Prior to 1917, the territory that is now called Palestine and Israel was ruled by the Ottoman Turkish Empire, and included three Sanjaks, or districts (see map of Turkish territorial subdivisions). The name Palestine was officially revived by the British who received a mandate from the League of Nations after WW1 to administer Palestine, including a national home for the Jewish people.

Above: the Ottoman Empire around 1880 (source: Ottoman Sultans and Caliphs)

Right: Turkish territorial subdivisions of Palestine in 1914

About Moineşti, Moldavia, Romania

[This section contributed by Dan Bucsescu (see below). Dan’s father was born in Moineşti in 1913.]

Tombstones from 1740 and 1748 prove the existence of a Jewish settlement predating the foundation of the town (1781) and dating back to the discovery of oil in the vicinity. There were 42 Jewish families [as] taxpayers in 1820, 500 families in 1885, and 2398 individuals in 1899 (50% of the total population). The community was organized in 1885 and had 5 prayer houses, a ritual bath, and a primary school for boys (founded in 1893) as well as one for girls (founded in 1900).

The locality played a prominent role in the history of the colonization of Israel. Jews from Moineşti were founders of Rosh Pina. In 1881 a group of 50 families was organized which sent David Schub as a delegate to Eretz Israel. He purchased the plots of land where 22 families settled in the summer of 1882, together with other families from other Moldavian cities. The Moineşti Jews addressed a call to all Romanian Jews; the Pre-Zionist movement Yishuv Eretz Israel was subsequently established. Between the two world wars the number of Jews decreased to 1761 (26.6% of the population). After emancipation (1919) there were Jewish members on the municipal council, and in 1930 Moineşti even elected a Jewish mayor. Tristan Zara (Sami Rosenstein) a founder of the Dada movement, was born in Moineşti.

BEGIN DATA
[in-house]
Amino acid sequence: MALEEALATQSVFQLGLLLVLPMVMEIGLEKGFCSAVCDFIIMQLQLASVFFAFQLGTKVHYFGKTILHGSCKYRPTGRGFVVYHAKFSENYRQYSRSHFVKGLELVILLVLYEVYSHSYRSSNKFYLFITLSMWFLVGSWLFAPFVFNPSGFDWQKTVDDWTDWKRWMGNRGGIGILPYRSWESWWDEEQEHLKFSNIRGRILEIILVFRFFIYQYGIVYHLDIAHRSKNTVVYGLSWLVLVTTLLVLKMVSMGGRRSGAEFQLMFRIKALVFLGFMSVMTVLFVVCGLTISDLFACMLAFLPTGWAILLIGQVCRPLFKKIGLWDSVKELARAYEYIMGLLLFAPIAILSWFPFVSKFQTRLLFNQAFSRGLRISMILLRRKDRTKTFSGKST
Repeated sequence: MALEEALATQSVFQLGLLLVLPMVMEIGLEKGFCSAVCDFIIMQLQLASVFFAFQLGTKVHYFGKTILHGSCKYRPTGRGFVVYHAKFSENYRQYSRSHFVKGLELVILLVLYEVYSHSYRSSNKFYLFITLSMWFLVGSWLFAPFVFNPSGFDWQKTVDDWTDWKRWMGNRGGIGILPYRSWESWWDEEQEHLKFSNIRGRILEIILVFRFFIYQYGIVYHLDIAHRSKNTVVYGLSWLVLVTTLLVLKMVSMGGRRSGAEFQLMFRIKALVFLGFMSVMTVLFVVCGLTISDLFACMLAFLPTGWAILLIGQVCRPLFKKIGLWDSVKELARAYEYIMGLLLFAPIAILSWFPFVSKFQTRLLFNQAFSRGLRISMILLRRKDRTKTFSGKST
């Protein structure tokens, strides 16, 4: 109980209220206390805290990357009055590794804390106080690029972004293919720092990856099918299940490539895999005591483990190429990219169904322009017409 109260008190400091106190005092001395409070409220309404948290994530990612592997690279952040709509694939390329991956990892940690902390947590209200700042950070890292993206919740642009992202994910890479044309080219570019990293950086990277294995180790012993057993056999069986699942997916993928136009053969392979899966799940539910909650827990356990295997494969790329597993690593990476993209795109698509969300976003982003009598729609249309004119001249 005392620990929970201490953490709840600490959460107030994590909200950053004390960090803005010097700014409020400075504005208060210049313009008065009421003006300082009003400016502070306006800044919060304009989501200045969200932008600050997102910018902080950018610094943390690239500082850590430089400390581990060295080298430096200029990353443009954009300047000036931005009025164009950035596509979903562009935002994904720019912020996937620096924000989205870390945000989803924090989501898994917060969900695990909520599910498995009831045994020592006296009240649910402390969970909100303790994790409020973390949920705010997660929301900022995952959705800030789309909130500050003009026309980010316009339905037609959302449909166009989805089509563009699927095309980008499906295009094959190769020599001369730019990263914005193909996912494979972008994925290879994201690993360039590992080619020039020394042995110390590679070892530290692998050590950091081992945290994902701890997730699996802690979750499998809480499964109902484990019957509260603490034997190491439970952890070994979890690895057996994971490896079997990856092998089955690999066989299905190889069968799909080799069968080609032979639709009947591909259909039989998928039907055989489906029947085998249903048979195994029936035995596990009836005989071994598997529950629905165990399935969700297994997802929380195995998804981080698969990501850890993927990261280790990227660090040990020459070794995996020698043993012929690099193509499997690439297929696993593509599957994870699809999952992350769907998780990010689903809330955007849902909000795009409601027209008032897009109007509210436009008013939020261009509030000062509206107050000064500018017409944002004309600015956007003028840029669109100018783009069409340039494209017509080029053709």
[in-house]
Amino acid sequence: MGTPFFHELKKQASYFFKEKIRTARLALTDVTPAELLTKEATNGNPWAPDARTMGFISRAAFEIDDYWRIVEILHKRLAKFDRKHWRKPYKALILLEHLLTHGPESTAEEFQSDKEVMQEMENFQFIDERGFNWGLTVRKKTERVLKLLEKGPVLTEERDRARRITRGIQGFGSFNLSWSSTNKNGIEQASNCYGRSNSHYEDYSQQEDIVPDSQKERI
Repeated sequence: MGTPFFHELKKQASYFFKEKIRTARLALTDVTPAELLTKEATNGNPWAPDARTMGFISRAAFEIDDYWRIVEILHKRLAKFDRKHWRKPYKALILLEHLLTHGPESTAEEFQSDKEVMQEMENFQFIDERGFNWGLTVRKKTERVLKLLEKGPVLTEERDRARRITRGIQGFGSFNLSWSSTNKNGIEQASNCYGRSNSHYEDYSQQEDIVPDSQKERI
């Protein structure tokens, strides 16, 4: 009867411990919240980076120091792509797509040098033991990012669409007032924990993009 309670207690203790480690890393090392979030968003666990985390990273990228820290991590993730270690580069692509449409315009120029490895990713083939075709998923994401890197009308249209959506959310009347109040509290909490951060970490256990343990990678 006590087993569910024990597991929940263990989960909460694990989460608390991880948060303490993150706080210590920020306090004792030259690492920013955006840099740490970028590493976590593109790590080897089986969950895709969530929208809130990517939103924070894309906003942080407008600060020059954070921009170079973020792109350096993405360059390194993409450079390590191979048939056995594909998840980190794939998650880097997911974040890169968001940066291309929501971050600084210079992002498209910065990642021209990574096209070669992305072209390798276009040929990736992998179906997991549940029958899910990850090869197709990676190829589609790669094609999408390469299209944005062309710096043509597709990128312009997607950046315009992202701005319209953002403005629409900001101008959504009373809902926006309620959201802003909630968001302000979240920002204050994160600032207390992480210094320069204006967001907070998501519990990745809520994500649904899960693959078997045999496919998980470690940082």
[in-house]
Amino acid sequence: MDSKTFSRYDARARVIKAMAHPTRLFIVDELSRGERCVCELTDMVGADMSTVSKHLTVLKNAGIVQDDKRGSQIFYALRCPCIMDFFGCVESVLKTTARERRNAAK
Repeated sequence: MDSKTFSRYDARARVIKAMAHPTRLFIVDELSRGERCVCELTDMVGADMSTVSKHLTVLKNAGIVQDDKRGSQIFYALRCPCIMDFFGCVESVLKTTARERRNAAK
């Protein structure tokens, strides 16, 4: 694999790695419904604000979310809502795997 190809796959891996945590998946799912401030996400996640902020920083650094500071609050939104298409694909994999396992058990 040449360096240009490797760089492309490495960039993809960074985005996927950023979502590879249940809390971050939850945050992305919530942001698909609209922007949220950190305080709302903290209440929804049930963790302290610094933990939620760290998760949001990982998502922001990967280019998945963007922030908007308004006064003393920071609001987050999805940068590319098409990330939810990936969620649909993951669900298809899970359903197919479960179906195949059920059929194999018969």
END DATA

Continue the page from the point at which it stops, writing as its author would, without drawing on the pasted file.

During WWII the Jews of Moineşti were expelled to Botosani. About 80 families returned after the war. The Jewish population numbered 480 in 1947, 400 in 1950 and about 15 families in 1969.


With the receipt of the news of the purchase of the land came the preparation for the immigration of 22 families. Preparation was carried out with fervour. The immigrants took with them household utensils, tools suitable for agricultural work, bitumen for construction purposes, for building of wooden houses, planks, pots, doorways, windows, nails and so on. They took with them 2 personal guns.

The first group of 228 Romanian emigrants departed on the SS Thetis from the port of Galati/Galatz on the Danube River, not far from the Black Sea, on the morning of the 18th August 1882. The photograph shows the whole group boarding the SS Thetis. These people came from Moineşti, Botsani, Birlad, Bacau and Galati. When the ship arrived in Haifa, the passengers were refused landing permits by the Turkish authorities. Since most were Romanian citizens and since Romania had joined Russia to wage war against Turkey a few years before, the Turks were in no way sympathetic to the plight of the passengers. Time and again the ship shuttled between Beirut, Haifa, Jaffa and Egypt. After three fruitless attempts to disembark, permission was granted. Another version told of their arrival is that they mingled with a crowd of Christian pilgrims and were allowed to land disguised as Christian pilgrims.